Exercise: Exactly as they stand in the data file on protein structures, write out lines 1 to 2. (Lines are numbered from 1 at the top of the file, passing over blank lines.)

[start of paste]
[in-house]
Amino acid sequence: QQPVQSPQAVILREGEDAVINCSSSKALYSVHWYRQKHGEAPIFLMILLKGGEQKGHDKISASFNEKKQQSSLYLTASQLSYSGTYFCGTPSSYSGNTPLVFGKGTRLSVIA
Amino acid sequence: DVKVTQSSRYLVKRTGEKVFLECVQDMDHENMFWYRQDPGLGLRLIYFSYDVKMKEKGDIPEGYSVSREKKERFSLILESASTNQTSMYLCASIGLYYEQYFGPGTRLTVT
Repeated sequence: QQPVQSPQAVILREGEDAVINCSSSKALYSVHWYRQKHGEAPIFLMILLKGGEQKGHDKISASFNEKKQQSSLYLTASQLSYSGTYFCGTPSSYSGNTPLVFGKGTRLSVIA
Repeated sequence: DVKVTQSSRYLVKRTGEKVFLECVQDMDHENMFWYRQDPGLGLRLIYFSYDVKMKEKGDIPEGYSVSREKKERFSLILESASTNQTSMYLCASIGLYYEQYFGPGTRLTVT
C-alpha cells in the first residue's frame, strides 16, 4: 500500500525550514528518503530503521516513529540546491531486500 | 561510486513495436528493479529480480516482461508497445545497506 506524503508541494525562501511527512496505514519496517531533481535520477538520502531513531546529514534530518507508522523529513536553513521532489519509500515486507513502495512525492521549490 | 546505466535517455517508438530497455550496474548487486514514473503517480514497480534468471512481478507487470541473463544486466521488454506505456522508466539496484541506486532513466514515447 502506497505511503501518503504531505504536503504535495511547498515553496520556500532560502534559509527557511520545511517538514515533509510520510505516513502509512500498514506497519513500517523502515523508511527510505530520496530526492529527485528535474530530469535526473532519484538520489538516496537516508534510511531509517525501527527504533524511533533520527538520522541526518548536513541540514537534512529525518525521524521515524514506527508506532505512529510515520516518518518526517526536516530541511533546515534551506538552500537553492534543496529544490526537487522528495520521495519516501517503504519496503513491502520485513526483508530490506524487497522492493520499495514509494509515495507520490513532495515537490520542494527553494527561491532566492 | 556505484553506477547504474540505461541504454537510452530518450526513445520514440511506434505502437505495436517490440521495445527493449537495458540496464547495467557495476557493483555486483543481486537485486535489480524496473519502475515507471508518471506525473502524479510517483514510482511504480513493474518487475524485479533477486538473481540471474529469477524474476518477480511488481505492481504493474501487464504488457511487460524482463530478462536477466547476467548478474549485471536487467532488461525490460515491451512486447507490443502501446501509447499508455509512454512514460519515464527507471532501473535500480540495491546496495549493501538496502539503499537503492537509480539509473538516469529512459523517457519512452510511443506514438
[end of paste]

[in-house]
Amino acid sequence: QQPVQSPQAVILREGEDAVINCSSSKALYSVHWYRQKHGEAPIFLMILLKGGEQKGHDKISASFNEKKQQSSLYLTASQLSYSGTYFCGTPSSYSGNTPLVFGKGTRLSVIA